Calkins Brook herd path leads up Donaldson and is a much easier way to get onto and off of the Seward Range ridgeline than going up Seward itself
The Blueberry lean-to is about 0.1 miles west of the junction of the Blueberry Foot Trail
and the Blueberry Horse Trail
. The cairn on the right (south) side of the trail is about 0.1 miles beyond that junction. The path can be difficult to follow until it starts climbing--many muddy spots until then also.
A few tenths of a mile in the trail starts ascending up a rocky stream bed that may not be dry in the spring. From here it gets gradually steeper, with the terrain changing from large rocks and roots to granite slabs. Very near the top of Seward is a headwall that cannot be ascended by an average height hiker without equipment, and the trail follows the wall until it gets low enough to crawl over. This is basically the summit of Seward.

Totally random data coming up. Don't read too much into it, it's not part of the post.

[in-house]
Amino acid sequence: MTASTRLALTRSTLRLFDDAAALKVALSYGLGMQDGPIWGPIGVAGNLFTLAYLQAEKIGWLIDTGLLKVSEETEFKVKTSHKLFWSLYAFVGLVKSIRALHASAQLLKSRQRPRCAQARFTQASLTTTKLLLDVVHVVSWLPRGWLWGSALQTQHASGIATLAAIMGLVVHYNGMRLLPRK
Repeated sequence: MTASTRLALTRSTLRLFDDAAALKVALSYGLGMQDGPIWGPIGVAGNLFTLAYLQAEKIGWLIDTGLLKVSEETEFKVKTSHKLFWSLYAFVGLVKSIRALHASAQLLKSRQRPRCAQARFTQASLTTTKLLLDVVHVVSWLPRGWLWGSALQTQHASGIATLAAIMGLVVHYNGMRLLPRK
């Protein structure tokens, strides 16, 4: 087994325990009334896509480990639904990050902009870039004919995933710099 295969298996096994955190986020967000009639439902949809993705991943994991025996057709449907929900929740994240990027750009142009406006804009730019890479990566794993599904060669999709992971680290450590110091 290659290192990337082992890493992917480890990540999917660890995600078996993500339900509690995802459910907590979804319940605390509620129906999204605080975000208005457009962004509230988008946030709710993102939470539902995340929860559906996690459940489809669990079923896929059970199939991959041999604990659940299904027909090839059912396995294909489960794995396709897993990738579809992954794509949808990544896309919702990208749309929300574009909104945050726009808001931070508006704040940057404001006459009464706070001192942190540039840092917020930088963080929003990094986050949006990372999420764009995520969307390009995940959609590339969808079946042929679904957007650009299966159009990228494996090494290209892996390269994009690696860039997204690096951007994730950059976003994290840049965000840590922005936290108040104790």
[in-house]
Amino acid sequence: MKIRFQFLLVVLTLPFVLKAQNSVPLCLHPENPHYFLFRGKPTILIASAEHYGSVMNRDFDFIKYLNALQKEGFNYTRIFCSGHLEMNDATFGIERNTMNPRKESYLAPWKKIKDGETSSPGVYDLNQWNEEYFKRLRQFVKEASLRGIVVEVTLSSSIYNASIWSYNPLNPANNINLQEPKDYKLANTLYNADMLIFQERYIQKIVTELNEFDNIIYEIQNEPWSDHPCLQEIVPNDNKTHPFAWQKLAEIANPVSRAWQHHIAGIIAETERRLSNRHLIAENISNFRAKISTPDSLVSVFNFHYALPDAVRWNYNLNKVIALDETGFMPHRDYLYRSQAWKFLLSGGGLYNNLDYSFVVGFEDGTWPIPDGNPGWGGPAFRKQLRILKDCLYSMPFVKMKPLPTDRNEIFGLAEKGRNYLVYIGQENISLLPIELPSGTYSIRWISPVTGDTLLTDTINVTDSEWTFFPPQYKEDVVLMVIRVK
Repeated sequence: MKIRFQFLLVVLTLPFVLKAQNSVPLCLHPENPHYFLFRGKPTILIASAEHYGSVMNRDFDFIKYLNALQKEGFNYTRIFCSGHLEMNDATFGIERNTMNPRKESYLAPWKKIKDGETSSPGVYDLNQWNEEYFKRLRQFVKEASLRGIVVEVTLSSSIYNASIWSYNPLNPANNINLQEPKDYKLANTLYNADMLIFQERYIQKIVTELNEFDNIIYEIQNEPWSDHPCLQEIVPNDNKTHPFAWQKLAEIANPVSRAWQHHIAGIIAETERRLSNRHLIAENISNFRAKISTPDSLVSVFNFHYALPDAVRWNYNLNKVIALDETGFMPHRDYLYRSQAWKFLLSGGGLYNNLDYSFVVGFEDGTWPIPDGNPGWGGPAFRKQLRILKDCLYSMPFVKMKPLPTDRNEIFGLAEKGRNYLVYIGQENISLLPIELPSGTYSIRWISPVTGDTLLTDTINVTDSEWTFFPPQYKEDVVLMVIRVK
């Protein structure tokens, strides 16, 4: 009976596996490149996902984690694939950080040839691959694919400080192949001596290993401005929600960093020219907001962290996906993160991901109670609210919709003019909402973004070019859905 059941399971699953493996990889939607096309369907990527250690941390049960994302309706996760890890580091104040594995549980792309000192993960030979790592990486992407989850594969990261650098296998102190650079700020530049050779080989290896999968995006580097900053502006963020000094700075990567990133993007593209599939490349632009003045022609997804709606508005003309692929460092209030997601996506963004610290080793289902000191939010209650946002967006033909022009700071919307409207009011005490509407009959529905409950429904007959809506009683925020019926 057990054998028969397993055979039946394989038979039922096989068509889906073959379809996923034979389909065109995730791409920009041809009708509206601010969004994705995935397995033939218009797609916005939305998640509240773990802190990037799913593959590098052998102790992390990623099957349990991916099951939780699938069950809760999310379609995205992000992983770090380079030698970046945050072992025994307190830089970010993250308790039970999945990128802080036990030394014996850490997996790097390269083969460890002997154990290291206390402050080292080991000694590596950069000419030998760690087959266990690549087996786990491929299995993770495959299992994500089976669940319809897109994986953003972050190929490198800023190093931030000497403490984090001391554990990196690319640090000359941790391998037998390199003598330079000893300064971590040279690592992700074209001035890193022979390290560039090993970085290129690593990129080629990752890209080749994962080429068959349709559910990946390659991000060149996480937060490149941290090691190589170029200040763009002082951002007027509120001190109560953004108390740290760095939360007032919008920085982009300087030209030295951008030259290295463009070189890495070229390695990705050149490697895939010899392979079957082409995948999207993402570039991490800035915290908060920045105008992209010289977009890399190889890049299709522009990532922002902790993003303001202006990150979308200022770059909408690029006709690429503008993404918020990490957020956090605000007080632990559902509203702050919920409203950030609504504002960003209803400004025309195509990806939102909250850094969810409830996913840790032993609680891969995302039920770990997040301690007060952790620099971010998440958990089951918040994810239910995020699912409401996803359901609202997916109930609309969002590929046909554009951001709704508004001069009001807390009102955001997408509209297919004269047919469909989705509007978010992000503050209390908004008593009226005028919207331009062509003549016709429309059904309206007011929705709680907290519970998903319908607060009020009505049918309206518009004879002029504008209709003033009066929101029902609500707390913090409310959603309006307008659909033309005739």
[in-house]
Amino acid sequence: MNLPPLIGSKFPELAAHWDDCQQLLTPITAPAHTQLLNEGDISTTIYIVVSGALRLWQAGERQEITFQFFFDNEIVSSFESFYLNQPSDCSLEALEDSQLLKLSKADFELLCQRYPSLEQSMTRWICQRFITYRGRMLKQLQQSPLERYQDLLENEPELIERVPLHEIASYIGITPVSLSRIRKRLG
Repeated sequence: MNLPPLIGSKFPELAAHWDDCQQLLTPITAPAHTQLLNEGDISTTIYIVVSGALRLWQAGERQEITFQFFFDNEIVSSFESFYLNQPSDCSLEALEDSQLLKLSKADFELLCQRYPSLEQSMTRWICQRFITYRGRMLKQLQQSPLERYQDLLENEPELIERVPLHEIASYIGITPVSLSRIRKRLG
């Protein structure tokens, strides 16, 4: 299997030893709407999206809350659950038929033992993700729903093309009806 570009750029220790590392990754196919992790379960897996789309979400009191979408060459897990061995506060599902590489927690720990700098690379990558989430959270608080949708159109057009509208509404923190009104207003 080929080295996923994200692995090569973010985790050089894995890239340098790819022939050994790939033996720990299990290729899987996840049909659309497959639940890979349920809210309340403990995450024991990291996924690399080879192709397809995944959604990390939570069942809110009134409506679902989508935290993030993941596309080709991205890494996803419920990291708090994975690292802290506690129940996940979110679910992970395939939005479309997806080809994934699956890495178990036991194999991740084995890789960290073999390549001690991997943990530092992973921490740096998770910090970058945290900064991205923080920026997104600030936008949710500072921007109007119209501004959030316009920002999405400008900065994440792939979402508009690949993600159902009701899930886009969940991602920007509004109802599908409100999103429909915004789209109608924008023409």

South of the summit is a nice outlook over towards a subpeak of Seward, Donaldson, and Emmons. The descent down the southern face of Seward is steep with loose rocks, and likely not easy to climb up either. The trail is slightly to the east of the ridgeline.
In the last 0.1 miles north of the summit of Donaldson views towards Seward open up, and there is a cairn marking the junction with Calkins Brook Trail
, another well-defined herd path. Just shy of the summit of Donaldson is an outlook to the west featuring the Ampersand Range. The true summit is a boulder on the east side of the trail.
It is 1.3 miles from the summit of Donaldson to Emmons. Donaldson's southern summit is almost as high as its northern (true) summit. The trail is gentler between Donaldson and Emmons than between Seward and Donaldson. There are still a few scrambles going up Emmons, though.
At the totally viewless summit of Emmons the trail just stops--no branching paths to view points or anything, it just ends.